Payout winnings

Typically, slot machines are programmed to pay out winnings in the range from 82 to 98 percent of the money wagered by the players during the game, which is called the “theoretical payout percentage”. The minimum theoretical payout percentage varies across jurisdictions and is usually set by law or official regulation. For example, the minimum payout percentage in Nevada is 75% and in New Jersey is 83%. How to beat the slot machines can be found on

The structure of the slot machine wins, the amount of money paid on them, and the frequency with which winning combinations appear, are carefully worked out to provide a certain percentage of funds from the game in favor of the “home” (slot machine operator), and return the rest to the player in game time. Suppose a certain slot machine costs $ 1 per spin. It can be calculated that for a sufficiently long period, for example, for 1 million spins, this machine will return an average of $ 950,000, to players who drop $ 1 million into it during this time. In this (simplified) example, the slot machine pays 95%. The operator leaves $ 50,000 for himself. Slot machine manufacturers call this the standard.

The theoretical payout percentage of slot machines is set at a software company. Changing the percentage of payments after installing the gaming machine in the hall requires a physical replacement of the software product, which is usually installed on permanent programmable memory devices (ROM), but can also be downloaded to Flash-memory (non-volatile memory) or even to a CD-ROM or DVD, in depending on the technological capabilities of the machine and the regulations in force in this jurisdiction. This takes considerable time and is not often done. In some jurisdictions, such as New Jersey, EPROMs are sealed and can only be opened in the presence of official representatives of the Gambling Commission. In other jurisdictions, including Nevada, slot machines are randomly checked for the content of only the authorized software product.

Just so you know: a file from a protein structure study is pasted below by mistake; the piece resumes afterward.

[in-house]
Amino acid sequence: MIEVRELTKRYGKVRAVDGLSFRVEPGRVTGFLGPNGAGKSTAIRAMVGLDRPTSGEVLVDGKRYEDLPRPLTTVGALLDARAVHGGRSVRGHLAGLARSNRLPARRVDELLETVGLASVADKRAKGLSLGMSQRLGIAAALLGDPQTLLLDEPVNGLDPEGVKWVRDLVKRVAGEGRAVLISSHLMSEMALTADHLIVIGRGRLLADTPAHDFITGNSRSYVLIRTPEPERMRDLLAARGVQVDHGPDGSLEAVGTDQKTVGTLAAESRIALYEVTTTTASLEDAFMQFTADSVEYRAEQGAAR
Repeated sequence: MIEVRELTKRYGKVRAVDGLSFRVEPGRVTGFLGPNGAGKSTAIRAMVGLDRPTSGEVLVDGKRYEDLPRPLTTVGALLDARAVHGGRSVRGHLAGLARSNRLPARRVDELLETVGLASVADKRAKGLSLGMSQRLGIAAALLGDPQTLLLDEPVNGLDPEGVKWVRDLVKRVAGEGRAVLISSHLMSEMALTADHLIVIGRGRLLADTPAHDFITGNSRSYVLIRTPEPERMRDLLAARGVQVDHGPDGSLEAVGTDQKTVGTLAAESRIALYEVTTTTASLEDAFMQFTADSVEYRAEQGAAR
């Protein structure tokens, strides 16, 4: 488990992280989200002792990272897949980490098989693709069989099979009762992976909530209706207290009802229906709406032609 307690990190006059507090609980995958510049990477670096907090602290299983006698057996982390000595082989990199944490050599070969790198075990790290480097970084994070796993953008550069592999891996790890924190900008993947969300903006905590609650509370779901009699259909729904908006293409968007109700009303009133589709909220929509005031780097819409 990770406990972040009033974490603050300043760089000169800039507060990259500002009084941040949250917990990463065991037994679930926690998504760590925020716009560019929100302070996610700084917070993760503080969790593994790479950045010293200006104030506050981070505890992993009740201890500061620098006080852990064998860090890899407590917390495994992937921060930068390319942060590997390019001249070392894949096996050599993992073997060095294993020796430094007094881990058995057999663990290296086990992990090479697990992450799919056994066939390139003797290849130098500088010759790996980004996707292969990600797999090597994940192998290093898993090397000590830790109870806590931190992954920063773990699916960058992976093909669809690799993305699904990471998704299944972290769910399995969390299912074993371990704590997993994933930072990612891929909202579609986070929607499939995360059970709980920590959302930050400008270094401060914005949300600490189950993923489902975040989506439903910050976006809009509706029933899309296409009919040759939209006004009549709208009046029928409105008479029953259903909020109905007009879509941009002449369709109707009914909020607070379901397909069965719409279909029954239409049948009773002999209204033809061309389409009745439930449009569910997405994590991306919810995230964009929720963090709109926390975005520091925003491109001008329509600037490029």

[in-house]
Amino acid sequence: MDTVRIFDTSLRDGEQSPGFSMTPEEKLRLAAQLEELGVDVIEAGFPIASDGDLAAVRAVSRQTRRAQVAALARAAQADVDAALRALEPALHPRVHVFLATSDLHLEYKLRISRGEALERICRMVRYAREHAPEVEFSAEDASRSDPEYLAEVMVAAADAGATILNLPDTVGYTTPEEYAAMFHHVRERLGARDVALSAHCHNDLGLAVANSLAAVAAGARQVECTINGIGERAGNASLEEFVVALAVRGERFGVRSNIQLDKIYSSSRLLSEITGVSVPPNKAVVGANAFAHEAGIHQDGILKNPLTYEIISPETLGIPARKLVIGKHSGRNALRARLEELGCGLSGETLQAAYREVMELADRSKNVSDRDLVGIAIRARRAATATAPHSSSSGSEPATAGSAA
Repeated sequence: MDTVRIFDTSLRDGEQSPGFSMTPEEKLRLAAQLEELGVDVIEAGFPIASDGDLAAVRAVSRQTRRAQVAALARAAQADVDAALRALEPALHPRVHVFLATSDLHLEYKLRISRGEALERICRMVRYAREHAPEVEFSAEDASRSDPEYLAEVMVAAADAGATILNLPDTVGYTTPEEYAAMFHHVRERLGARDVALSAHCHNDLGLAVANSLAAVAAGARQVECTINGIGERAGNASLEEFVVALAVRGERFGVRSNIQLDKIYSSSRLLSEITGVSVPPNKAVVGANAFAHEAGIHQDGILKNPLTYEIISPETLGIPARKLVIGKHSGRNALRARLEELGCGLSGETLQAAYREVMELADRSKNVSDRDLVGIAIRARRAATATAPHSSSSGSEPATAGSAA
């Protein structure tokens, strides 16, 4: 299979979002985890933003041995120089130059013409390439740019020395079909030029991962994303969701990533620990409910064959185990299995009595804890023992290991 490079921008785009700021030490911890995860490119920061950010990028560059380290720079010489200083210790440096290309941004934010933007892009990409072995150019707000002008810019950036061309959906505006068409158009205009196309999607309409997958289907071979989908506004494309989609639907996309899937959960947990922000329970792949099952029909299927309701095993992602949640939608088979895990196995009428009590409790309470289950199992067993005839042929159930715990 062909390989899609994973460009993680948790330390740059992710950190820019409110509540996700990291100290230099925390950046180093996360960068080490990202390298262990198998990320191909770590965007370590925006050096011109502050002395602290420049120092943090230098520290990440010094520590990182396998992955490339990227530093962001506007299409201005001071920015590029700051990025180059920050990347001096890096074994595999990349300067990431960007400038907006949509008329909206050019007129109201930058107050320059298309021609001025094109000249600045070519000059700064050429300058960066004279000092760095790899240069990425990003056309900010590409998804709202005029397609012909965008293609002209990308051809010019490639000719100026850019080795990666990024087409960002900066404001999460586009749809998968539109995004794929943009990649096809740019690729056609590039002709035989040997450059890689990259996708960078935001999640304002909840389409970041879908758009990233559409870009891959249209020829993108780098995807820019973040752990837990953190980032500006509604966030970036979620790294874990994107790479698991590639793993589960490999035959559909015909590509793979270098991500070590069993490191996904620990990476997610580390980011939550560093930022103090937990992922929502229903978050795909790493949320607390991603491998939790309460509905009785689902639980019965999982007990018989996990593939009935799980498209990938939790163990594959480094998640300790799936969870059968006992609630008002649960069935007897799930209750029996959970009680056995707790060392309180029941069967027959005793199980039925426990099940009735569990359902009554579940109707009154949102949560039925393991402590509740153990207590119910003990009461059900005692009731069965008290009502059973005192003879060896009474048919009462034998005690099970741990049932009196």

In large venues with thousands of gaming machines connected by a central monitoring and control system, the payout percentage can usually be changed from a central computer. Various prize tables are pre-programmed and then only selected remotely.

In 2006, the Nevada Gambling Commission began working with Las Vegas Casinos on technology that will allow the casino manager to change games, win odds, and payout percent remotely. These changes cannot be made instantly, the selected machine must not be used for at least 4 minutes. After making changes, the machine should be unavailable to new players for 4 minutes, and a message should appear on the display that the game is being changed.

Combination Probabilities

It is widely believed that the likelihood of combinations occurring on a slot machine is related to the number of images of each symbol on each reel, but this is not so on modern slot machines, because by their “stuffing” they are infinitely far from the very first slot machine created in 1891 Mr. Sittman and Pete on the basis of poker. Modern slot machines are computerized, so the probabilities are the way they are programmed. In modern slot machines, drums and levers are present only due to the preservation of historical continuity and for the entertainment of the public. The positions at which the reels stop are selected by a random number generator, which is contained in the software of the gaming machine. This is called “virtual drum” technology.

The random number generator constantly generates random numbers, with a speed of several thousand to millions per second. As soon as the client pulled the lever, or pressed the “Play” button, the result of this action is determined by the latest of these random numbers. This means that the outcome of the game depends on exactly when the game is taking place. Just a split second sooner or later, and the result would be different.

Slot Machine Networks

Slot machines are increasingly being combined into networks, which makes it possible to offer a particularly large prize, or Jackpot. Each slot machine in the network makes a small contribution to this progressive jackpot, which goes to the player who received, for example, a royal flush on video poker, or a special combination of symbols on a regular 9-line slot machine. The amount paid as a progressive jackpot is usually much larger than the amount that one machine can pay on its own.

In some cases, machines from many casinos are networked. In such cases, these slot machines may belong to the manufacturer of the gaming machines, which is responsible for paying the jackpot. Casinos take machines on lease, but do not purchase them. The most famous machine of this type is Megabucks. P